Tuberculosis (TB) remains a serious public health problem because of its high potential for person-to-person transmission. According to the annual report by World Health Organization, there were an estimated 10.4 million new (incident) TB cases worldwide, an estimated 480,000 new cases of multidrug-resistant TB (MDR-TB) and an estimated 1.4 million TB deaths in 2015 (1). The control of the global TB epidemic has been impaired by the emergence of drug- resistant forms of Mycobacterium tuberculosis, and the lack of an effective vaccine, the lack of sensitive and rapid diagnostics, especially in low-income and middle-income countries (2). It is estimated, by epidemiological reports, that one-third of the world’s population is latently infected with MTB and this is more than 30% in China. The majority of infected individuals develop a long-term protective immunity, which controls and contains MTB in a T cell-dependent manner. Development of TB disease results from interactions among the environment, the host, and the pathogen. Known risk factors include diabetes mellitus, HIV co-infection, immunodeficiency, malnutrition, overcrowding, and poverty. Immunity against MTB depends on a wide range of innate and adaptive immune responses driven mainly by macrophages and different T cell subsets.
The outcome of patients with pulmonary tuberculosis depends not only on the effectiveness of anti-TB drugs but also on the patients’ immune response against MTB. T-cell immunity is crucial for MTB infection control and both CD4+ and CD8+ T cells play important roles in host protection (3). It has been shown that CD8+ T cells also play an important role in containing tuberculosis infection because activated CD8+ T cells protect MTB-infected mice lacking CD4+ T cells (4). Direct killing of the microbes and killing of infected cells by CD8+T lymphocytes are needed for TB protection (5). Cytotoxicity elicited by CD8+ T lymphocytes involved granule exocytosis (GE) pathway, Fas–FasL pathway and proapoptotic cytokine [(interferon-γ) IFN-γ, IFN -α] production (6). IFN-γ has a vital function against MTB infection (7). Both CD4+ and CD8+ T cells can produce the essential effector cytokine IFN-γ (8). In the GE pathway, cytolytic (e.g., perforin and granzymes) and antimicrobial (e.g., granulysin) molecules are released from granules into the intercellular synapse between the cytotoxic T lymphocytes (CTL) and the infected target cell (9,10). The cytolytic molecule perforin forms pores in cellular membranes facilitating entry and endosome-mediated transportation of granzymes and/or granulysin to the intracellular compartments through a newly identified membrane-repair mechanism (11). Granzymes are a family of serine proteases found in granules of cytotoxic lymphocytes. In humans, five different granzymes (A, B, H, K, and M) have been identified, of which the expression are generally restricted to cells of the lymphoid lineage (12). Granzyme A and granzyme B are the predominant and well-studied of all the granzymes (13). Granzyme B is expressed constitutively in several cell types including CTL, natural killer (NK) cells, natural killer T (NKT) cells (14). A coordinated expression of effector functions such as cytolytic perforin and antimicrobial granulysin seems to be required for the control of human TB (9,15). Genetics studies in knockout mice have revealed that perforin and granzyme B are essential components of granules important in the GE mechanism of target cell death (16).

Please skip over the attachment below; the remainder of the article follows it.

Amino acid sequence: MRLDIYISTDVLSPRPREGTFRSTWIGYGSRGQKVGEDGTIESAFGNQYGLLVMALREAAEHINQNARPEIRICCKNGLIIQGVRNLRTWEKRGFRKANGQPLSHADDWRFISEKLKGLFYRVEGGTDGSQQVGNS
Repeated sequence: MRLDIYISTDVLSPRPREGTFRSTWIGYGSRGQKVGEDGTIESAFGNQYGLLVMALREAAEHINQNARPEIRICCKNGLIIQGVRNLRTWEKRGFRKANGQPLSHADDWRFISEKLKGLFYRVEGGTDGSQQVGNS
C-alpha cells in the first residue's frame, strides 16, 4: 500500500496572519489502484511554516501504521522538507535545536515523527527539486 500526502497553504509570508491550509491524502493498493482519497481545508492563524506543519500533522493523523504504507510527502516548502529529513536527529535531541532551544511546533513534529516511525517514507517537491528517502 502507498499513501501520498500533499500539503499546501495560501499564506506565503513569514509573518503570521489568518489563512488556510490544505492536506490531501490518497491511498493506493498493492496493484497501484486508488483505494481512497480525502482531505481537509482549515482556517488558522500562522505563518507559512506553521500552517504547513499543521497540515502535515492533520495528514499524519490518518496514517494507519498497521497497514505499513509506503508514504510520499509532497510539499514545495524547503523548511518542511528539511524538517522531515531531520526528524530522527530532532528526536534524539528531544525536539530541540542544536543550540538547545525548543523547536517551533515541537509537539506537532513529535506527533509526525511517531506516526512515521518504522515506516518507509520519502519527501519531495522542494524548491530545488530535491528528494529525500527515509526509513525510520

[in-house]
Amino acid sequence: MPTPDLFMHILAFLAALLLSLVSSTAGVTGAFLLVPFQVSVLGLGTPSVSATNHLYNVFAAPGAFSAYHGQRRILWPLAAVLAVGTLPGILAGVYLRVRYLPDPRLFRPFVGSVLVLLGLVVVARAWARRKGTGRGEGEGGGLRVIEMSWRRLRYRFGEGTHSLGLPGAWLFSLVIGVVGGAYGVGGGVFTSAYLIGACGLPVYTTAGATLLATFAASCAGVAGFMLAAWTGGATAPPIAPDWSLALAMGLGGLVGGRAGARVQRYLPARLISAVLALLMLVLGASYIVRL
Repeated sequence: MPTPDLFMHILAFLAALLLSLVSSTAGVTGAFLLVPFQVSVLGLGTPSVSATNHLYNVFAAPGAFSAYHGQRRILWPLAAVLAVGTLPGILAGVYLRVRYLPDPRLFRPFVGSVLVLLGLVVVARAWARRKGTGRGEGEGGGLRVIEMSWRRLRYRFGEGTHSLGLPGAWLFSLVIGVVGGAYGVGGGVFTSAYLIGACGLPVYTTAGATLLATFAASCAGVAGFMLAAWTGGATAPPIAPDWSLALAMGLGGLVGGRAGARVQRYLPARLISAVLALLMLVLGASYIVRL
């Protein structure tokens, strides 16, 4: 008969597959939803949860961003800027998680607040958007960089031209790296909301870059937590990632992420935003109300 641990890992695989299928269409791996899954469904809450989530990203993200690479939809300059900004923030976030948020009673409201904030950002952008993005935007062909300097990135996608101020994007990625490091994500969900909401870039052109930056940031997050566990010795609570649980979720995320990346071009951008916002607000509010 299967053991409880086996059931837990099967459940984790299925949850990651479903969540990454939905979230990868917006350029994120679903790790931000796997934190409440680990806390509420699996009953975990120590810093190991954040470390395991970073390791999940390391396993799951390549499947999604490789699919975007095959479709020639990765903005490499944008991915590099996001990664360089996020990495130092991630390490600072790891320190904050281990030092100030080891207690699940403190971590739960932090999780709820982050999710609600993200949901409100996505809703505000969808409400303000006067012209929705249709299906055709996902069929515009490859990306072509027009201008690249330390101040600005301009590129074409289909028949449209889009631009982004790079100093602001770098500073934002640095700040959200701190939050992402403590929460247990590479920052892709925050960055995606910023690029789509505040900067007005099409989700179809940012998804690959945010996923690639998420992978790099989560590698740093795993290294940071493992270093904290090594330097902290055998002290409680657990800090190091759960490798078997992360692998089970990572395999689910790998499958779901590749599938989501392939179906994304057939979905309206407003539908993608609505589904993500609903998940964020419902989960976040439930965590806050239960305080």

Early secreted antigenic target (ESAT)-6 and culture filtrate protein (CFP)-10 are antigens that are located in the ‘‘Region of deletion-1 (RD-1)” region in the Mycobacterium tuberculosis and these two proteins have been widely known as the stimulation antigens used in T-SPOT. The immunogenic functions of ESAT-6 and CFP-10 to CD4+ T lymphocytes have been well characterized. Recent studies explored their role in cytotoxicity responses in tuberculosis (4,9).
The main objective of the present study is to evaluate the cytotoxic state of CD8+ T lymphocytes during TB infection. We investigated the expression of IFN-γ, granzyme B and perforin in CD8+ T lymphocytes during the different disease phases of MTB infection and the changes before and after stimulation with ESAT-6 and CFP-10. ROC was analysed and whether these molecules can be used as markers of treatment efficacy has also been discussed.
All participants were treated in accordance with the Declaration of Helsinki on the participation of human subjects in medical research. Written informed consent was obtained from all subjects and the study was approved by the Ethics Committee of Shanghai Pulmonary Hospital (Ethics Approval Number: K17-104).